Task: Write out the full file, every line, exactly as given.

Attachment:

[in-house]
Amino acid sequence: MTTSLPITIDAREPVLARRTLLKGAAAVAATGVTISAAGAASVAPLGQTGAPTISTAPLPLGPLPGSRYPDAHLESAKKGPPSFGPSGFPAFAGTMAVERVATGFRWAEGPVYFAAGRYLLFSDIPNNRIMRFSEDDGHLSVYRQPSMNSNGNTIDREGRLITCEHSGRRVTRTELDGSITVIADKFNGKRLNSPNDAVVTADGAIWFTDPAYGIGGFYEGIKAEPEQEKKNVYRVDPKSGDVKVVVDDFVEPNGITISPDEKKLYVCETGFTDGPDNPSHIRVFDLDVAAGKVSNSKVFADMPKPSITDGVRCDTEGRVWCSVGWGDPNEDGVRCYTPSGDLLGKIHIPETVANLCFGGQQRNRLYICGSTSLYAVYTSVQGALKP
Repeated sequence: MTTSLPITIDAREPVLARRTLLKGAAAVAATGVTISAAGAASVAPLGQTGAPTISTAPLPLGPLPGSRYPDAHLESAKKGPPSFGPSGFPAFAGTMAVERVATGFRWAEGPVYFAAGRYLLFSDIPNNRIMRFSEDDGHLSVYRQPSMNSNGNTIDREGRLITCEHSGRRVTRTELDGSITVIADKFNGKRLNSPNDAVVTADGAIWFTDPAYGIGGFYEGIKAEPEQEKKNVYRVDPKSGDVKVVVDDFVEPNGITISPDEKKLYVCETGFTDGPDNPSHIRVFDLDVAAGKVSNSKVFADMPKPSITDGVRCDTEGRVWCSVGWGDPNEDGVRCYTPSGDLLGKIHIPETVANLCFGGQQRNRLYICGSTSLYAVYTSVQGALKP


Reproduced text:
[in-house]
Amino acid sequence: MTTSLPITIDAREPVLARRTLLKGAAAVAATGVTISAAGAASVAPLGQTGAPTISTAPLPLGPLPGSRYPDAHLESAKKGPPSFGPSGFPAFAGTMAVERVATGFRWAEGPVYFAAGRYLLFSDIPNNRIMRFSEDDGHLSVYRQPSMNSNGNTIDREGRLITCEHSGRRVTRTELDGSITVIADKFNGKRLNSPNDAVVTADGAIWFTDPAYGIGGFYEGIKAEPEQEKKNVYRVDPKSGDVKVVVDDFVEPNGITISPDEKKLYVCETGFTDGPDNPSHIRVFDLDVAAGKVSNSKVFADMPKPSITDGVRCDTEGRVWCSVGWGDPNEDGVRCYTPSGDLLGKIHIPETVANLCFGGQQRNRLYICGSTSLYAVYTSVQGALKP
Repeated sequence: MTTSLPITIDAREPVLARRTLLKGAAAVAATGVTISAAGAASVAPLGQTGAPTISTAPLPLGPLPGSRYPDAHLESAKKGPPSFGPSGFPAFAGTMAVERVATGFRWAEGPVYFAAGRYLLFSDIPNNRIMRFSEDDGHLSVYRQPSMNSNGNTIDREGRLITCEHSGRRVTRTELDGSITVIADKFNGKRLNSPNDAVVTADGAIWFTDPAYGIGGFYEGIKAEPEQEKKNVYRVDPKSGDVKVVVDDFVEPNGITISPDEKKLYVCETGFTDGPDNPSHIRVFDLDVAAGKVSNSKVFADMPKPSITDGVRCDTEGRVWCSVGWGDPNEDGVRCYTPSGDLLGKIHIPETVANLCFGGQQRNRLYICGSTSLYAVYTSVQGALKP